As the canoe sailed from island to island, she evoked complex emotions. Older Hawaiians mostly accepted their place in a society dominated by haole and, increasingly, by Asiatic migrants who were moving up into the managerial classes. Hawaiians learned to endure what they felt could not be changed. But from across the American Great Plains and through the disturbed cities of the seventies a wind was blowing that carried a message of renewed power among American minorities – blacks and Native Americans – and the wind began to buffet young Hawaiians. One of the places it blew most strongly was on the remote island of Moloka‘i which is still regarded, along with Ni‘ihau, as the most traditional and least-developed of the Hawaiian Islands.

Moloka‘i is redolent of an old way of doing things. There is a single main town and in the town there is a single main street. Many of the stores are false fronted, like frontier settlements in the American West. Even today, the largest grocery store boasts maybe six aisles and there are few buildings over two stories tall. The island’s few hotels are still small and cars are drawn up directly in front of the rooms. A single macadam road winds around the southern side of the island and degrades to dirt, then to a footpath as it heads north. The North Coast is accessible only by boat. It’s not surprising that a different kind of culture flourished here – one dedicated not just to hanging onto, but to restoring Native Hawaiian values.

From the main pier in the town of Kaunakakai, you can look out to a barren low-slung island called Kaho’olawe. Kaho‘olawe has long been an irritant in the otherwise quiet Moloka‘i lifestyle. In World War II, the island was taken over as a military bombing range. For a time, people approved of this. But in the midst of the Vietnam War, as many young men in America were called to rethink their patriotism, the constant thumping of bombs stimulated an already swelling antiwar consciousness on Moloka‘i. And gradually, antiwar sentiments entwined with rising anger over the past two hundred years of cultural oppression.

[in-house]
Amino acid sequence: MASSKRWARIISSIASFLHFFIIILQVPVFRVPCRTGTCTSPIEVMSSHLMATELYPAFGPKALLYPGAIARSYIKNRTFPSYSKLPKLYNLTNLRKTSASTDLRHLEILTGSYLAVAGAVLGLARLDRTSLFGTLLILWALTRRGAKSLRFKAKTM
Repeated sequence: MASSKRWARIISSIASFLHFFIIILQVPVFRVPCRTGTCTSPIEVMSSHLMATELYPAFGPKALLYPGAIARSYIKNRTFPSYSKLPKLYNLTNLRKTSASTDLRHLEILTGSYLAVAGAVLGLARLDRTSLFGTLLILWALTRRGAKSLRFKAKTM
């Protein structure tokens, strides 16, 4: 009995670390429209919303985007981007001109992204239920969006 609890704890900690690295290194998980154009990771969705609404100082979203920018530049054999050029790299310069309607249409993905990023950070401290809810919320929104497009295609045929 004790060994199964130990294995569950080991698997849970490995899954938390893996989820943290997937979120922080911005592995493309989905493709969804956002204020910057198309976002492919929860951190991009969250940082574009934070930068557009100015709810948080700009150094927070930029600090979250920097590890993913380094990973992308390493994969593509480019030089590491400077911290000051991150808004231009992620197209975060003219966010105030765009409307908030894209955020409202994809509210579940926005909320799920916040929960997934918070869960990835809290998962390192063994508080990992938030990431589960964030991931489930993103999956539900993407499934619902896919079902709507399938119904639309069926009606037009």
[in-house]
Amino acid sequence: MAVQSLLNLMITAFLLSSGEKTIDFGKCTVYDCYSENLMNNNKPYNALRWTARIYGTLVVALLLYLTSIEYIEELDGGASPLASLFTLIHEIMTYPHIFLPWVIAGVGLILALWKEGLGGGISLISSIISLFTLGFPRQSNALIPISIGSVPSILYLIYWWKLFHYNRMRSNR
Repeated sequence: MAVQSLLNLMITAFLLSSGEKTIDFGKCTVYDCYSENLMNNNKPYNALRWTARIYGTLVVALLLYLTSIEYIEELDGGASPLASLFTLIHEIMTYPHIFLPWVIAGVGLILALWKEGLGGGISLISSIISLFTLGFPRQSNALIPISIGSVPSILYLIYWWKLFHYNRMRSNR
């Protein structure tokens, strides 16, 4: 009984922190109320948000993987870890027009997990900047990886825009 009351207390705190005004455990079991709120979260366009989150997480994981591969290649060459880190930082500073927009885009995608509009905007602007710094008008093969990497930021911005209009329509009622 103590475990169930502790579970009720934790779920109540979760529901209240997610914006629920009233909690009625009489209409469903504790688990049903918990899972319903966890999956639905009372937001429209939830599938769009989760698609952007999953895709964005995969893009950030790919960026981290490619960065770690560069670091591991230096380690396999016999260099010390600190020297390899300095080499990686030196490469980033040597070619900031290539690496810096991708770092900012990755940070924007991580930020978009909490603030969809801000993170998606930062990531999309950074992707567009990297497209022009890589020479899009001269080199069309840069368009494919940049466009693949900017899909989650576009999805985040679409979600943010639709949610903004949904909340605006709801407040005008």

Moloka‘i, like all Hawaiian islands, is largely owned by absentee landlords descended in many cases from the original haole businessmen and missionaries who took the land from Hawaiians in the 1800s. The biggest landowner is the Moloka‘i Ranch, 65,000 acres, about forty percent of the entire island. The ranch lands are marked with signs that say “kapu – no trespassing.” Mel Paoa grew up in Moloka‘i and encountered adolescence as America encountered the war in Vietnam - the sixties. For young men like Mel and his friends, the kapu signs barred them from prime hunting lands and from the best reefs for fishing. But they recalled a previous right, an ancient Hawaiian one, that gave access to everyone for these purposes and also to visit ancestral shrines and temples, of which there were many on private lands. In 1973, Mel joined a group called Hui Alaloa, “the society of the long trails” which began public marches to restore access to fishing and hunting places. “A lot of guys my age were getting involved with trying to find out who we were, what rights we had as Hawaiians. What we did on Moloka‘i was open up a lot of access areas with quiet protest, marching and petitions. We didn’t do anything really radical like burning or things like that. But the protests opened up avenues for us.”